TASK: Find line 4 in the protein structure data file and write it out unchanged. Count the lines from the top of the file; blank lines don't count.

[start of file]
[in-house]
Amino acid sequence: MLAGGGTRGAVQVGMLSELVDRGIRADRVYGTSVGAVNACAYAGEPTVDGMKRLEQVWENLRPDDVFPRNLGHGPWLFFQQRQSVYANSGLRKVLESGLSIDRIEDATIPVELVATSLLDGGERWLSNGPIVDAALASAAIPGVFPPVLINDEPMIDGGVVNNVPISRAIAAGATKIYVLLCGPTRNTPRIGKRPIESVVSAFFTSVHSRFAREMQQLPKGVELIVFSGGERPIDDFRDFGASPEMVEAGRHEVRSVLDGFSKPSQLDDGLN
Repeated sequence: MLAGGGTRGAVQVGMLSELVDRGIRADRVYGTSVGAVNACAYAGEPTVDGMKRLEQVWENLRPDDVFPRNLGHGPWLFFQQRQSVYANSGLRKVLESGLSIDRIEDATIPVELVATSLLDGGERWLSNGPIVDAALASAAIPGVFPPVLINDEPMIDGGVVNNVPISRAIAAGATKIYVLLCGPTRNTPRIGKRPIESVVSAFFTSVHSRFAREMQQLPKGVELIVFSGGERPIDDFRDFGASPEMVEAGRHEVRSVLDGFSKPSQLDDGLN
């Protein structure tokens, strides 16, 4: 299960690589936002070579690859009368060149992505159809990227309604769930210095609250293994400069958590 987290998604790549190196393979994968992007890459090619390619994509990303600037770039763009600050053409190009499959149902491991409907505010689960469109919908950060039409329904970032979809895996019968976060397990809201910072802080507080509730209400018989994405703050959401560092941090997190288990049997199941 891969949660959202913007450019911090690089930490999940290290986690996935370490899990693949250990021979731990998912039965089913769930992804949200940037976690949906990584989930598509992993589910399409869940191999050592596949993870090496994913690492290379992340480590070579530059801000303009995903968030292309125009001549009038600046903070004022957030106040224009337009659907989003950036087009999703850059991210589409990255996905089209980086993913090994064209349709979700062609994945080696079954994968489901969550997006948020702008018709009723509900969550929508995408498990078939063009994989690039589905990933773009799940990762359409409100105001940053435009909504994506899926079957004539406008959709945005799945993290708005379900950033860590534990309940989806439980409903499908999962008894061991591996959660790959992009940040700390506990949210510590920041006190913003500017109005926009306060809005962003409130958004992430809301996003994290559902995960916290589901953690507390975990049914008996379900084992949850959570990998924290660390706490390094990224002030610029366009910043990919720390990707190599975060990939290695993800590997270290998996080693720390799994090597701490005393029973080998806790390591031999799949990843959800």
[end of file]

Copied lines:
């Protein structure tokens, strides 16, 4: 299960690589936002070579690859009368060149992505159809990227309604769930210095609250293994400069958590 987290998604790549190196393979994968992007890459090619390619994509990303600037770039763009600050053409190009499959149902491991409907505010689960469109919908950060039409329904970032979809895996019968976060397990809201910072802080507080509730209400018989994405703050959401560092941090997190288990049997199941 891969949660959202913007450019911090690089930490999940290290986690996935370490899990693949250990021979731990998912039965089913769930992804949200940037976690949906990584989930598509992993589910399409869940191999050592596949993870090496994913690492290379992340480590070579530059801000303009995903968030292309125009001549009038600046903070004022957030106040224009337009659907989003950036087009999703850059991210589409990255996905089209980086993913090994064209349709979700062609994945080696079954994968489901969550997006948020702008018709009723509900969550929508995408498990078939063009994989690039589905990933773009799940990762359409409100105001940053435009909504994506899926079957004539406008959709945005799945993290708005379900950033860590534990309940989806439980409903499908999962008894061991591996959660790959992009940040700390506990949210510590920041006190913003500017109005926009306060809005962003409130958004992430809301996003994290559902995960916290589901953690507390975990049914008996379900084992949850959570990998924290660390706490390094990224002030610029366009910043990919720390990707190599975060990939290695993800590997270290998996080693720390799994090597701490005393029973080998806790390591031999799949990843959800």